The RSA Conference was bigger than ever, with more participants and more ideas worth spreading. Since this event is the place where the world talks security, we had to be a part of that conversation. So we went there to tell the world the Bitdefender story, but also to listen to the bustling crowd. For personal views on the hustle&bustle of the RSA Conference 2015 and buzzing topics, check out this opinion piece written by our own Darragh Kelly.
In the wake of last year’s security breaches, and looking ahead to the security challenges posed by the Internet of Things (IoT), it’s become clear that security is a global issue, and in order to preserve it, we need to change the current security mindset. The entire event seemed to revolve around this idea – even its slogan encouraged the attendees to “challenge today’s security thinking.”
In this article, we’ll summarize the three challenges posed by security experts to the current mindset, and conclude with the emerging one.
1. The IoT touches everything and can reach life-threatening perspectives.
IoT security has been on everyone’s lips for some time now. It was highly debated at the Mobile World Congress earlier this year, and was the subject of multiple talks at the RSA as well. Given its scope and the several connectivity levels it relies on – application, endpoint, network, cloud – IoT deployment requires the involvement of several parties, which makes securing it all the more complicated. However, the main issue with it is, it seems, the IoT devices – while they are designed to connect to all these levels, they are designed and manufactured by non-security experts. Which means, vulnerabilities will most certainly exist, as recent cases have shown.
Another issue with the IoT is how different connected devices can enable threats to propagate through a network more easily, leading up to life-threatening scenarios. Take ransomware – a threat that came up in many discussions –, for example. With the IoT continuing to grow, ransomware is escalating in danger. As Bitdefender Threat Analyst, Bogdan Botezatu, explained in an interview for Techradar,
“The rise of the Internet of Things could provide ransomware developers with a much bigger and potentially lucrative audience. [The ransom message could be:] Want to continue using that pacemaker of yours? Please pay in Bitcoins only. How about saving your house from an impending blaze? That would be a few more Bitcoins.”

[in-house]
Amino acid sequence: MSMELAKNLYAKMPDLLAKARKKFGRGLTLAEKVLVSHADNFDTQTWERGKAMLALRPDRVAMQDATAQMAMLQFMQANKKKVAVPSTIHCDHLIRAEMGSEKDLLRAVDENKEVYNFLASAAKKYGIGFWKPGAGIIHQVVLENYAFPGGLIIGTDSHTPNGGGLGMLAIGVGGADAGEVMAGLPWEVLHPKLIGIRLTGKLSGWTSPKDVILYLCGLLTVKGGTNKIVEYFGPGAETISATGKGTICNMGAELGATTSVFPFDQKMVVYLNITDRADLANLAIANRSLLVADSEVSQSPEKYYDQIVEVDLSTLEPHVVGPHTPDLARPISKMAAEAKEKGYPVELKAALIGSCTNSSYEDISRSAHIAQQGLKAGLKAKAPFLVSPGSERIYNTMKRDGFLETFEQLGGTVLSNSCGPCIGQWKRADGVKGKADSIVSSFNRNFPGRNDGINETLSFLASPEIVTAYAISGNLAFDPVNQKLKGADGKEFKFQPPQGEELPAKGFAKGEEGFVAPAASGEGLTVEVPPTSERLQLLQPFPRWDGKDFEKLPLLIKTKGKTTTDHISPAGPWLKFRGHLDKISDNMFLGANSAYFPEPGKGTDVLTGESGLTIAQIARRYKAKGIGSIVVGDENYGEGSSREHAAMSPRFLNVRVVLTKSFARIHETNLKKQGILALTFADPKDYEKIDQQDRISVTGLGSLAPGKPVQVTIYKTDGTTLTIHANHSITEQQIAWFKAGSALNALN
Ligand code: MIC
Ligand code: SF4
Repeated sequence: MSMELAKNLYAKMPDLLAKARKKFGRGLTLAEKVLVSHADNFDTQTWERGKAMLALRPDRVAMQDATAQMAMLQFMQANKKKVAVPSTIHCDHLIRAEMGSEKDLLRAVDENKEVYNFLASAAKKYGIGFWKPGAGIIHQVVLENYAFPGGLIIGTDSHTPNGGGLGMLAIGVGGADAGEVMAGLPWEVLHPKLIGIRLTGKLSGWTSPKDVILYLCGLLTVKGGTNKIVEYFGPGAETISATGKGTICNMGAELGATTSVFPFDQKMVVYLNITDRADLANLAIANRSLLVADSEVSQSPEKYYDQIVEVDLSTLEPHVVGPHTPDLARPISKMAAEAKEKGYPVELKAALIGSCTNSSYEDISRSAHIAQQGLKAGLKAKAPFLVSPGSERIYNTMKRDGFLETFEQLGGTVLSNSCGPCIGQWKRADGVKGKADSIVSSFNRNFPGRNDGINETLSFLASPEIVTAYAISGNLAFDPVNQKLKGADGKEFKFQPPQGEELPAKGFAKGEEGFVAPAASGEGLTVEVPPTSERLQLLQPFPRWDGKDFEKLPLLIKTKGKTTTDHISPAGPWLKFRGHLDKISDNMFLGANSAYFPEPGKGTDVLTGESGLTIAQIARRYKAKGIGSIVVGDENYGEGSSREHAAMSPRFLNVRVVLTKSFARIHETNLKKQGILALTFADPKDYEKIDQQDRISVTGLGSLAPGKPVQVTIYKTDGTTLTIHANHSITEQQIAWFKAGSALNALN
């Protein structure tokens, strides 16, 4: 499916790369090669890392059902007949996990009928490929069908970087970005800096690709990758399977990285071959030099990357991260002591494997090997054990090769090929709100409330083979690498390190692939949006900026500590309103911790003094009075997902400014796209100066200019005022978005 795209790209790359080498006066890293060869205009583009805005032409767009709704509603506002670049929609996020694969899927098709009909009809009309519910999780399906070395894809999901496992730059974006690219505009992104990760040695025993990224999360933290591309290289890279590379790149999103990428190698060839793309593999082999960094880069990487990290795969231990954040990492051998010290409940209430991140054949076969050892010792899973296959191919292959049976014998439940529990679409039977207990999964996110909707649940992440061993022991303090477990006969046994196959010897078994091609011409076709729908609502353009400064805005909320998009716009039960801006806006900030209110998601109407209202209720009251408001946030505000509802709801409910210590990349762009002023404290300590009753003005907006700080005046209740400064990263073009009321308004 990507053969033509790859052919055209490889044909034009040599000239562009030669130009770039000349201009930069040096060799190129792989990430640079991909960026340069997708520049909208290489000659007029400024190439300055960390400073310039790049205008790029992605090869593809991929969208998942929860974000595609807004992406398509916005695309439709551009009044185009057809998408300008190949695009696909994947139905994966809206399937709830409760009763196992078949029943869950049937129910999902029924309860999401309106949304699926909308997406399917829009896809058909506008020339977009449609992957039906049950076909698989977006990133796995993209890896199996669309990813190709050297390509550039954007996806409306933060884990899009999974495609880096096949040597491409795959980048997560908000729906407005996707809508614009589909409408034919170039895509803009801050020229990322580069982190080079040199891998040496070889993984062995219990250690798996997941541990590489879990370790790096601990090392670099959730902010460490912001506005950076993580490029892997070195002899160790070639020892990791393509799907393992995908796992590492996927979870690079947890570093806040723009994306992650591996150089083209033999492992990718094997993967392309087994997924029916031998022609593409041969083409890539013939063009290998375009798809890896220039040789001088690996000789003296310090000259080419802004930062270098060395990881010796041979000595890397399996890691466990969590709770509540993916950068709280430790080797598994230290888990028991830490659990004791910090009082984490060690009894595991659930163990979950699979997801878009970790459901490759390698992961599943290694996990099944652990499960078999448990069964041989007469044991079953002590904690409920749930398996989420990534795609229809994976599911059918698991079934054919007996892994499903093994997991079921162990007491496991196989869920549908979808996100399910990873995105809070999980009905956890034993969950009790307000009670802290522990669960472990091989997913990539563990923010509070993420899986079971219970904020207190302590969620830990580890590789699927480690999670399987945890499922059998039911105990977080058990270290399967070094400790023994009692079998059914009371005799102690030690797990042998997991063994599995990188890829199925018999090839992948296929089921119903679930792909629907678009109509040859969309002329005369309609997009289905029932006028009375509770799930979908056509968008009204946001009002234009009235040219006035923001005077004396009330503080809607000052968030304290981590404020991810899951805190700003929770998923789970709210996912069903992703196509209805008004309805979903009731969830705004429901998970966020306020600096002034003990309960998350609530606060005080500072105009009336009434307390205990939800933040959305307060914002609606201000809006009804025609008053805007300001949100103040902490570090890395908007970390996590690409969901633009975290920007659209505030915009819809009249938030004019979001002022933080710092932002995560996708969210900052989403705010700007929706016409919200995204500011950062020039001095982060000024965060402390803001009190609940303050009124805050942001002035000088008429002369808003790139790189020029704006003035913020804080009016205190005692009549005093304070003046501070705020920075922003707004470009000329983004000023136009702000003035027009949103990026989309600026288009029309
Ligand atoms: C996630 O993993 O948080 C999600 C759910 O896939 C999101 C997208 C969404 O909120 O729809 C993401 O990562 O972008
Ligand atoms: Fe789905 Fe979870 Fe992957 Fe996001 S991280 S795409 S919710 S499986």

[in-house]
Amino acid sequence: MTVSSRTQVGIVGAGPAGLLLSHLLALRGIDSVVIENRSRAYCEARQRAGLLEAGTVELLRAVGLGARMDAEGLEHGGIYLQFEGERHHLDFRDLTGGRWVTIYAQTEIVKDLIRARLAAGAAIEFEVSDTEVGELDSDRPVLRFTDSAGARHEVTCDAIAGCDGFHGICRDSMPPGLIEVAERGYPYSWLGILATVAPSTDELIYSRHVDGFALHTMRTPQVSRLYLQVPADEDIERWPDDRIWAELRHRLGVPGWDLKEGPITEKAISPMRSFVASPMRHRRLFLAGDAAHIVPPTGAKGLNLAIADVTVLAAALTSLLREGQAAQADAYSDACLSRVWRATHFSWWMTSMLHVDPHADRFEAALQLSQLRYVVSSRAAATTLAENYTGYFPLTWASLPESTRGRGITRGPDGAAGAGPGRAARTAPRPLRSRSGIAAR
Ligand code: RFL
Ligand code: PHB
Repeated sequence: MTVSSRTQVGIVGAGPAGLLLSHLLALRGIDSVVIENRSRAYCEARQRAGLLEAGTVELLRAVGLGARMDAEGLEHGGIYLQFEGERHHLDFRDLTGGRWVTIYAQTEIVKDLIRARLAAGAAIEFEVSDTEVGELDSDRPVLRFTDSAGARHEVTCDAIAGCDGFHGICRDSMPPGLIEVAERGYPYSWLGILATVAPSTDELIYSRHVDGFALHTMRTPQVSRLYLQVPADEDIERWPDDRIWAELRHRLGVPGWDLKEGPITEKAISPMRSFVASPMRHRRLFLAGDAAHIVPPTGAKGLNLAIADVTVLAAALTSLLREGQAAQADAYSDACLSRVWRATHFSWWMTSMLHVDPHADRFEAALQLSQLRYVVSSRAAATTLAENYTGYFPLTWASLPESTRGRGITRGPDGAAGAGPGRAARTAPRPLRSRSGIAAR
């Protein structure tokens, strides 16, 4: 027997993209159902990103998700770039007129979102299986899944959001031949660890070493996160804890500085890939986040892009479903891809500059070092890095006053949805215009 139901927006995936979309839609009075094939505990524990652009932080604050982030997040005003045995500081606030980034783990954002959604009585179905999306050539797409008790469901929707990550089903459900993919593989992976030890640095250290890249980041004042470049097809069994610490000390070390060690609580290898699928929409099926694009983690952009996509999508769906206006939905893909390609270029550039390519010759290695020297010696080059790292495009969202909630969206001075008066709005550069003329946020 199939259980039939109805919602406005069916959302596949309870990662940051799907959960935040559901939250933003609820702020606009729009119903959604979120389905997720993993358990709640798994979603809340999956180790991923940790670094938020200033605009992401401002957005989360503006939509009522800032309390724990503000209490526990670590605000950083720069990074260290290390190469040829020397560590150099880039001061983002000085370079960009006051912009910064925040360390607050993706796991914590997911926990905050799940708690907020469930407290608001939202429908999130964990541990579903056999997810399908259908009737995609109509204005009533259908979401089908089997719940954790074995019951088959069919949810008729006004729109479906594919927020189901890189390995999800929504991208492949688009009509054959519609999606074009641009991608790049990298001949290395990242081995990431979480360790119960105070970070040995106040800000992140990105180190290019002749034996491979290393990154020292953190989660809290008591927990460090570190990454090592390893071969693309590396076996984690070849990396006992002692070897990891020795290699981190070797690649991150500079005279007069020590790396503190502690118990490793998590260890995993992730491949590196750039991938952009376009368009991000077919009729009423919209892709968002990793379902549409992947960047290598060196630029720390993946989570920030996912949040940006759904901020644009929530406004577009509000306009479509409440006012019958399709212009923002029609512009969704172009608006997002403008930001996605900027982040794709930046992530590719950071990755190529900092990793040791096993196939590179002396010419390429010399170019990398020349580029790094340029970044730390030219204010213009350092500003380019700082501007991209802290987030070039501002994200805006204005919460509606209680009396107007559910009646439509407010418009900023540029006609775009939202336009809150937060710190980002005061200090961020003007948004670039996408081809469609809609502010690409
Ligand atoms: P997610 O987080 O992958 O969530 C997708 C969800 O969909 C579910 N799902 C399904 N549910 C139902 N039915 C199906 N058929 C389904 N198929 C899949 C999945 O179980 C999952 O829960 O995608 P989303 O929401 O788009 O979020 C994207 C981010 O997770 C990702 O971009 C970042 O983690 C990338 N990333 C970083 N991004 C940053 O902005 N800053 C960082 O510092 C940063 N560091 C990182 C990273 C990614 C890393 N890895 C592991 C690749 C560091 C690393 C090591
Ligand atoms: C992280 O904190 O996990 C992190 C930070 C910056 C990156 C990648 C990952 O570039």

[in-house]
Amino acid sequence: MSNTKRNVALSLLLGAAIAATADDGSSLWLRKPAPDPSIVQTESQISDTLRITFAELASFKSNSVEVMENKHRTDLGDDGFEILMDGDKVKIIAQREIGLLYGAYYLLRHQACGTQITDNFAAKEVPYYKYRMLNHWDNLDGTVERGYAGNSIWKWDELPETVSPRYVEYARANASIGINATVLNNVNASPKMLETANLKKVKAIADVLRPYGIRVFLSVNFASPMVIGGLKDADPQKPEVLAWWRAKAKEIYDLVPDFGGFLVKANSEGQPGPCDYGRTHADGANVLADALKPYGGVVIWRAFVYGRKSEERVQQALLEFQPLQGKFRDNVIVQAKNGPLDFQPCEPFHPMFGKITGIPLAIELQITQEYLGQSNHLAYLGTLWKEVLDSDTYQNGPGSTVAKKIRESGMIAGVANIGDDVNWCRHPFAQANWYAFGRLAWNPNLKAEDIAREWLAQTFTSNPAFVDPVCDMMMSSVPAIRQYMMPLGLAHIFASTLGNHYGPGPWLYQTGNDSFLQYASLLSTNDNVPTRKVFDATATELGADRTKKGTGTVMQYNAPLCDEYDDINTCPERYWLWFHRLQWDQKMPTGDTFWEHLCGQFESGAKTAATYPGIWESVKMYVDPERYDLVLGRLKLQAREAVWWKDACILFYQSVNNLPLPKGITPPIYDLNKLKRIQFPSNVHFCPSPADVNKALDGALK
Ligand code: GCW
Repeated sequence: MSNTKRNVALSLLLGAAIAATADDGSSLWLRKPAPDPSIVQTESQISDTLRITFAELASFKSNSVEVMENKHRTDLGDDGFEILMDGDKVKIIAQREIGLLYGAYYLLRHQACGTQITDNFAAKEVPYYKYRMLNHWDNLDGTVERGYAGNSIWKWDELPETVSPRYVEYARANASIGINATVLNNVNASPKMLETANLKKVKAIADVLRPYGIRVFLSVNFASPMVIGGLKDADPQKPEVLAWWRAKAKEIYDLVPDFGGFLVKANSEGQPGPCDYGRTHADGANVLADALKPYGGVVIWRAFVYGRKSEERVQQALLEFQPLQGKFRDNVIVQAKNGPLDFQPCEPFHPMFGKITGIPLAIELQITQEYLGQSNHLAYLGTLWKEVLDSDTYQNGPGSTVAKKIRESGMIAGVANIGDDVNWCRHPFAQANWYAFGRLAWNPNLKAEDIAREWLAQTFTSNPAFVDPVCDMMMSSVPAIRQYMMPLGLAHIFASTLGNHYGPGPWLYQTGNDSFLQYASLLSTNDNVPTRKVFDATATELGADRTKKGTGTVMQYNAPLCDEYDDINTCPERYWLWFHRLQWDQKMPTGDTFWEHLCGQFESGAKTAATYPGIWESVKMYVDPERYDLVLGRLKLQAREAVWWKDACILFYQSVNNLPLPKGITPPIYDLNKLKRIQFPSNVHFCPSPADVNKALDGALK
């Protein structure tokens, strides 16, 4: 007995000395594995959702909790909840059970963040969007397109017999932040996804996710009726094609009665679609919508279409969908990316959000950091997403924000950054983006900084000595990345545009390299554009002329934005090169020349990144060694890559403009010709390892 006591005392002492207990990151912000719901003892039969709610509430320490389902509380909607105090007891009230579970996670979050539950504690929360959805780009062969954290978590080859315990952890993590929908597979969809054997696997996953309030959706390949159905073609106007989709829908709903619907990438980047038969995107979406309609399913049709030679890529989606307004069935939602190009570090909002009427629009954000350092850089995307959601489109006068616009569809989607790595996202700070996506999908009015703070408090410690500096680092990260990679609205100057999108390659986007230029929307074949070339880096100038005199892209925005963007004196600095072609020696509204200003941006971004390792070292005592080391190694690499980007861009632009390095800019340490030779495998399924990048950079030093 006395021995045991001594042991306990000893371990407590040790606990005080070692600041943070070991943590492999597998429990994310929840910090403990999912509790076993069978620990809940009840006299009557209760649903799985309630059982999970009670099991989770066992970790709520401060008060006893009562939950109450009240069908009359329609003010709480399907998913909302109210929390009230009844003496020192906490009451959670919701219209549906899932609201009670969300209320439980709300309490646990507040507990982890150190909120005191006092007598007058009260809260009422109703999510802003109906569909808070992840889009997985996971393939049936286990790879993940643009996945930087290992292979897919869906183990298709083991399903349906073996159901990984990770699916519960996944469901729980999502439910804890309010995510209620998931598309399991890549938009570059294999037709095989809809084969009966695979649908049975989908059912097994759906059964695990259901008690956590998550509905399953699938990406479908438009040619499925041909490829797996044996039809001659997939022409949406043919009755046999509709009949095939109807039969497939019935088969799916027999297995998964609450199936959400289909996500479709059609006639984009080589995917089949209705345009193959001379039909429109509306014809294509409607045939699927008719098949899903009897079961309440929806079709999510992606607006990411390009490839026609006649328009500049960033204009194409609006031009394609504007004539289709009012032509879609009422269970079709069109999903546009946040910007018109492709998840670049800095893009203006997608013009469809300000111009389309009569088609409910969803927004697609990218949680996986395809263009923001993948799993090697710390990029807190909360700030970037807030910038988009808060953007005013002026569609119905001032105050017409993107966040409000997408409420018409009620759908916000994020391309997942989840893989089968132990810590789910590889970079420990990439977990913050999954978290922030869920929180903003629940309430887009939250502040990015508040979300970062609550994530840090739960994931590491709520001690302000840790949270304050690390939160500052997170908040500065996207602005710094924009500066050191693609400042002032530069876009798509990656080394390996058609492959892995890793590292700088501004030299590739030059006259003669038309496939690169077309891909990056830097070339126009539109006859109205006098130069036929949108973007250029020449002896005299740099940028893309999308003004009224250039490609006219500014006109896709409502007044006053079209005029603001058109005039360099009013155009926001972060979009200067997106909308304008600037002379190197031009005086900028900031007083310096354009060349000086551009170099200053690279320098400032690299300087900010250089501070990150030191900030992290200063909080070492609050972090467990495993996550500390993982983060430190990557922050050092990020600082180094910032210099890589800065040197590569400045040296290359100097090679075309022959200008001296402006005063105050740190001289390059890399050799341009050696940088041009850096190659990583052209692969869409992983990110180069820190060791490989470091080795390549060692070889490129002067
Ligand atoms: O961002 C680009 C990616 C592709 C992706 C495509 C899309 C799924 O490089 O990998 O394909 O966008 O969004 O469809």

It’s safe to say that the Internet of things can become a nightmare for everyone, unless security becomes a forethought and manufacturers rely on industry expertise to design security into their products.
2. We need to put data security into context to increase attack visibility.
With the emerging mobility and IoT trends, visibility into what’s going on in your environment becomes crucial. It goes beyond your defined network and known “perimeter,” into the IoT; the concept is broad enough to include, for example, IoT devices that may not be on your IT inventory and may present unknown vulnerabilities.
This visibility should enable companies to detect early on abnormal behavior that may result in a breach, and to contain the damage in due time. It starts from who uses an endpoint, what endpoint, authentication on the endpoint, and goes all the way up to the network and to the cloud. It relies heavily upon constant network monitoring and threat intelligence. The idea being to add context to security data based on which, security analysts can identify potential threats.
3. IT security needs a holistic approach.
New trends are also changing the conversations infosec professionals are having with the board. What appeared to be a pain point expressed multiple times at the conference was how these professionals translate security stats – usually, they seem to fail at taking in the big picture that resonates with the board. So there’s a need to brush up the security talk and only provide the right information to the right people, to take the right decisions.
But in addition to improving the security conversation at board level, experts also advocate a focus shift from a compliance strategy to a more comprehensive one, tailored to respond proactively to current threats. Which means, assess the overall threat landscape, and then mix-and-match third-party security offerings (if they lack such solutions), while building policies around them; the idea here is diversification – not sticking to one solution provider only, that can offer only so much.
And last, but not least, one other point in this holistic approach was about the people. There’s much talk about next-generation security solutions, but not enough about next-generation security practitioners. And this topic should be addressed more often.
So what’s the emerging security mindset all about?
- Build products with security in mind from early design stages.
- Change the focus from perimeter security and compliance to better visibility into the IoT.
- Take a holistic approach to building proactive defenses.
Which leads us to the question…
Is Your Security Tough Enough?
This was our way to challenge the current security thinking at the RSA Conference. What does “tough” mean? It starts with #1 rated security technologies, add to that seamless integration of various solutions, long-term expertise and 24/7 antimalware labs for continuous threat analysis. Haven’t got it? You can integrate it from us.
We’d like to thank everyone who visited us at our booth. For those of you who couldn’t make it, and would like to talk security with our experts, you can always contact us here or #ASKBitdefenderOEM on social media.